Councils across the country have a memorial bench and tree scheme which means people can create a tribute for their loved ones. Procedures can vary between councils and districts, but generally you will be given the opportunity to indicate where you want a tree planted, bench installed, or location of an existing bench for your memorial plaque.
A walk surrounded by nature
“I go back to reminisce and breathe”
That British Betty is a lifestyle blog run by Lisa who lives near Manchester with her family. She gave us an insight into her grief journey as her fiancé Neil died suddenly from a rare virus in 2014. The couple had been together for five years and had booked their wedding a few months before his death. “I spent the months afterwards in shock, feeling very alone. After a long grieving process, I can now look back on our time together with happiness. It’s not always easy, but I do feel that this experience changed me as a person for the better. I'm hyper-aware that none of us knows what tomorrow holds and that makes me not sweat the small stuff like I used to.”
Lisa gravitates towards a reservoir near Bolton when she needs time for solace: “On sunny days, Neil and I would spend hours walking around there. We'd turn our phones off and just talk. The scenery is breath-taking and there's a bench by the water where he loved to sit. We'd always stop off for ice-cream afterwards. I go back there to reminisce and breathe in nature; it helps to clear my mind.”
“Whether the waves are crashing or the water is still as can be, it’s something to focus on and clear my mind”
Lauren created her blog That Little Outfit as a hub for mums needing guidance and to talk about all aspects of parenting. Lauren had given birth shortly before her mum died and says “Losing my mum so suddenly, when she was just 54, understandably hit us all so hard. I wandered round and round the cemetery with tears streaming down my face. I had to keep walking back to my mum’s headstone, almost like I was checking that it was actually real.”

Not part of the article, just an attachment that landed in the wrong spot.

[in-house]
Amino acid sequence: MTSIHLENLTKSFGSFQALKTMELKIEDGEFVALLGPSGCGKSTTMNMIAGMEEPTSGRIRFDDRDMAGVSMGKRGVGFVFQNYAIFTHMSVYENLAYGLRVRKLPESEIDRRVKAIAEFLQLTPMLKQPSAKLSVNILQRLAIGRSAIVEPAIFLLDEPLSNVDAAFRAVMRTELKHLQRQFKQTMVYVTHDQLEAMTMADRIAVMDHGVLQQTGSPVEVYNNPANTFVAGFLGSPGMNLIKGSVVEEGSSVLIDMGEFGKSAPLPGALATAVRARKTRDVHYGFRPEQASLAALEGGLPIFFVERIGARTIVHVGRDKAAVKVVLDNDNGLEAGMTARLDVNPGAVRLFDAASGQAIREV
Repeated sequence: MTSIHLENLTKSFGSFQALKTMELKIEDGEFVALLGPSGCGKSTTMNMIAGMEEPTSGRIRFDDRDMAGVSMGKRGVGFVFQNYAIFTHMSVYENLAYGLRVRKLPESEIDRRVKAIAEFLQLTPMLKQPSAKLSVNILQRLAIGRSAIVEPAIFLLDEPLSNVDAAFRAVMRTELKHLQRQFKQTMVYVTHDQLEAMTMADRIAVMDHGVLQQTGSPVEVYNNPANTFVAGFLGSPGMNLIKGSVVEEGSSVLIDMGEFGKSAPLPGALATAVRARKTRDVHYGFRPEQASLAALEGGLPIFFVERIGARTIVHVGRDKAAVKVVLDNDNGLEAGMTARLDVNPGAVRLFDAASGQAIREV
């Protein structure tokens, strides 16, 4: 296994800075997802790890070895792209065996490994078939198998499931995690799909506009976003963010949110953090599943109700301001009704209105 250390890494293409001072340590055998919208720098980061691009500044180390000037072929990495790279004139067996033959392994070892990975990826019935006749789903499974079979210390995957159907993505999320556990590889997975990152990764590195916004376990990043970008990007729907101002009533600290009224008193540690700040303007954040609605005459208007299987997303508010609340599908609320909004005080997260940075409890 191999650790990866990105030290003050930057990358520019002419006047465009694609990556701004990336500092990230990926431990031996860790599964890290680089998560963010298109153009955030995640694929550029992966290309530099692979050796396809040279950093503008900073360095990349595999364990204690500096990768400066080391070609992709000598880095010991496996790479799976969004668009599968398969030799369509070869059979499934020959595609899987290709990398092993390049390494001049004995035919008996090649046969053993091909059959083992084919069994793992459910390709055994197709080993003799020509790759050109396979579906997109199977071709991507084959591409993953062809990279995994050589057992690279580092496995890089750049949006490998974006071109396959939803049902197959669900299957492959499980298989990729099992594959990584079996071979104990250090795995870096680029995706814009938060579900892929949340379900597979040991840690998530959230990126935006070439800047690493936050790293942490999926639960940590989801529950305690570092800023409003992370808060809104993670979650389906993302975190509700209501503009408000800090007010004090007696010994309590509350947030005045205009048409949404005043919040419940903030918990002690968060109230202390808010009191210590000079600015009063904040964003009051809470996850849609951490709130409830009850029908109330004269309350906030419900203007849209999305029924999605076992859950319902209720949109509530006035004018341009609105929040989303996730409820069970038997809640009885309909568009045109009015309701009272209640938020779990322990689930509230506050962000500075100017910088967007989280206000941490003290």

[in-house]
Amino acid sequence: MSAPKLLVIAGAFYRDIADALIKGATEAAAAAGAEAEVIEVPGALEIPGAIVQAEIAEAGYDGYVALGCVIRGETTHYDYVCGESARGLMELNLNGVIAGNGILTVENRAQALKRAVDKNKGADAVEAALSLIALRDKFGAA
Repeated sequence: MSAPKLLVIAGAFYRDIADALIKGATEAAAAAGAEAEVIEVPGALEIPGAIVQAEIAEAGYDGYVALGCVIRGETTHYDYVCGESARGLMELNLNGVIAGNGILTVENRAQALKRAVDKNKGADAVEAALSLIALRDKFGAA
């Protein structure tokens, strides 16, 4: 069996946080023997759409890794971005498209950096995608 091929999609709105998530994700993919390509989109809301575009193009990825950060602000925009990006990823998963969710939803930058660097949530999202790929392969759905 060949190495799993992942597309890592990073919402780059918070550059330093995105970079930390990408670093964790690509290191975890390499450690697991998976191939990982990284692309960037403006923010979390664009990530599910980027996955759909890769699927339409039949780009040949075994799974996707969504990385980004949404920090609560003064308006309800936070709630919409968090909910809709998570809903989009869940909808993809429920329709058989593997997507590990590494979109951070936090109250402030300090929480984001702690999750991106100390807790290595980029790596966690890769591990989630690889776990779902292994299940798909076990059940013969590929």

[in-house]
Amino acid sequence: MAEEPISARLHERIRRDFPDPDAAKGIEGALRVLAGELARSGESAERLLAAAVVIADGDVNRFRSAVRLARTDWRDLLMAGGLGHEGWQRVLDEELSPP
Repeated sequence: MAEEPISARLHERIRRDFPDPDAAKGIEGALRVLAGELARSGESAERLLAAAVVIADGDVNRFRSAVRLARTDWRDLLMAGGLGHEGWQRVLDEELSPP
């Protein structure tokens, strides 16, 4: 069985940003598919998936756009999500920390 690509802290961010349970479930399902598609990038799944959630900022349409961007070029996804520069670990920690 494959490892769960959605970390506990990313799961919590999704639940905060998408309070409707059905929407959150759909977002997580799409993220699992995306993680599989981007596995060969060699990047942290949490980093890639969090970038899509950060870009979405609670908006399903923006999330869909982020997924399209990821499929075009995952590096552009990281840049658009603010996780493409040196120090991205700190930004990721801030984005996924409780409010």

Three years on, Lauren uses a quiet beach near her home as her place for peace and reflection: “I lived in London until earlier this year so it is of no relevance to family life or memories of my darling mum, but there’s something about the water that is so calming, it’s perfect for just sitting and just being. Whether the waves are crashing or the water is still as can be, it’s something to focus on and clear my mind; a place I often find myself talking to my mum in my head.”
Connecting with the great outdoors
“Time spent in nature puts everything into perspective”
Connecting with nature is something Thena from HodgePodge Hippie does to achieve a sense of calm and peace. Thena, who blogs about a variety of topics including self-care, camping, and travel, told us that her grief journey is “special” following the loss of someone close.
Thena told us: “I lost someone very important in my life. Before that moment, it honestly never really occurred to me how much truth there is in the fact that life is simply so short. When I need time to myself, I love to go anywhere where I can connect with nature. This could be camping, hiking or just simply walking out my front door and hopping on my bike. The time I spend in nature just puts everything into perspective and makes it all slow down. I find deep clarity when I can be with my core family or by myself to think and reconnect.”